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Common cause for Carroll County: Oppose Maryland SB 1188

Every so often, legislation is composed in Annapolis which becomes a common cause for which all residents of Carroll County (and Maryland) can support or oppose. In the case of Senate Bill 1188: Wireless Facilities – Permitting and Sitting, the latter is true.The rather mundanely named bill has far-reaching consequences: It strips away the rights of citizens, undermines local government and grows power in the hands of both the state and communications companies. SB 1188 ought to be opposed at every turn.

The legislation aims to create a uniform process for the placing of small cell towers (which amplify cell service signals) in all Maryland counties and municipalities. On the face of it, creating the conditions in which small cell towers can be constructed seems like a good idea — until one actually begins reading the bill. Everything becomes problematic from thereon in, but three especially egregious intentions illustrate the point.

From the very first sentence describing the act, residents are informed that the legislation has “the purpose of prohibiting a local government from entering into certain types of exclusive agreements under certain circumstances.” In other words, a local government will no longer have the wide right to conduct business on its own terms under its own conditions with a communications company in a free market setting when it comes to small cell towers. The town or city will be required to conform to new regulations, even if those regulations contradict established municipal or county regulations.

Further on, SB 1188 declares “that certain uses of land are permitted uses as of right and are not subject to local zoning review or approval.” In other words, a town’s planning and zoning committee, let alone existing zoning codes, will have no bearing on the company and where the company intends to place small cell towers. The rights of local residents and the ownership of private property will be automatically surrendered to the company’s discretion. It is no longer a question of residents’ rights, but corporate motives.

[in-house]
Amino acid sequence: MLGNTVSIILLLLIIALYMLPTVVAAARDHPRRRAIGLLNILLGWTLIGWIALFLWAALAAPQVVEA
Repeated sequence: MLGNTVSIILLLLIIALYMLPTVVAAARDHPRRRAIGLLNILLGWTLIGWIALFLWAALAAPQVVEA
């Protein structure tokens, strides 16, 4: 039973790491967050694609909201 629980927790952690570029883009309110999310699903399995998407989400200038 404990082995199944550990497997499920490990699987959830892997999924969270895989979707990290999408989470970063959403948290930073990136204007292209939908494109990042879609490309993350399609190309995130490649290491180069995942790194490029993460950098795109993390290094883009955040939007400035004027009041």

Additionally, SB 1188 will begin “prohibiting a local government from requiring an applicant for a certain permit to provide certain information.” In effect, companies will legally be able to refuse to provide information requested by local government. This is detrimental to openness and transparency, and creates a vacuum for ethical issues and potential power and financial abuses, among others.

These are just three of the many problems with SB 1188 as it directly pertains to the legislation. The use of small cell towers is also misleading. Small cell towers have less to do with their height than with their range. They are among the lesser of technologies currently available for increasing cell service.

Though they are less expensive to produce, they can reach 50 or more feet in height, and the distance they extend signal is measured in feet, not miles. To have strong coverage in a town, a forest of towers will more than likely be necessary.

And yet, these are the towers SB 1188 permits communications companies to install. It is a commodified, Faustian bargain: If a small town or city wishes to improve its cell coverage, it must give up an extraordinary amount of authority to the state and the company. Rather than working to reach a mutually beneficial agreement for both citizen and provider which respects citizens’ rights as things currently exist, SB 1188 by default negates those rights in favor of the company.

The state, which has superseded local rights in favor of the communications industry, then retains the ability to rework the law at will. Predictably, this would be in favor of the technology and the company, not in favor of the citizens or the community.

Alexis de Tocqueville once noted that America functions community by community. So does Maryland. So problematic is SB 1188 that not only does the guardian of communities, the Maryland Municipal League, oppose the bill, but so, too, do the Maryland Association of Counties and Common Cause Maryland. SB 1188 would impose upon all local governments a singular, inflexible system for the installation of small cell towers, denying local rights and government, and the unique character, customs, culture, traditions, historical districts and nature of those municipalities — let alone aesthetics.

In his 1961 essay “America the Beautiful — and Its Desecrators,” social critic Vance Packard wrote with dismay about how billboards crowding along the growing highway system disturbed “thousands of miles of rural scenery in the United States,” with the effect that such settings were “ruined by the jarring presence of commercial signs.” Packard noted that Maryland was one of the states which enacted legislation to curtail billboards. Ironically, Maryland now leads the way in creating the propensity for a new kind of towering metallic structure that would disrupt and jar the fabric of small towns and cities.

Technology can be wonderfully beneficial, but in this instance, the best interests of citizens are not being kept at heart. It does not have to be this way. Taneytown’s mayor and a supermajority of our City Council, myself included, are doing what we can to oppose SB 1188. We do not have to surrender a host of our local freedoms for better cell service. SB 1188 can still be voted down or vetoed by our governor — but it will take all of us to remind Annapolis to do so. And we do not need small cell towers for that.

This article originally ran on

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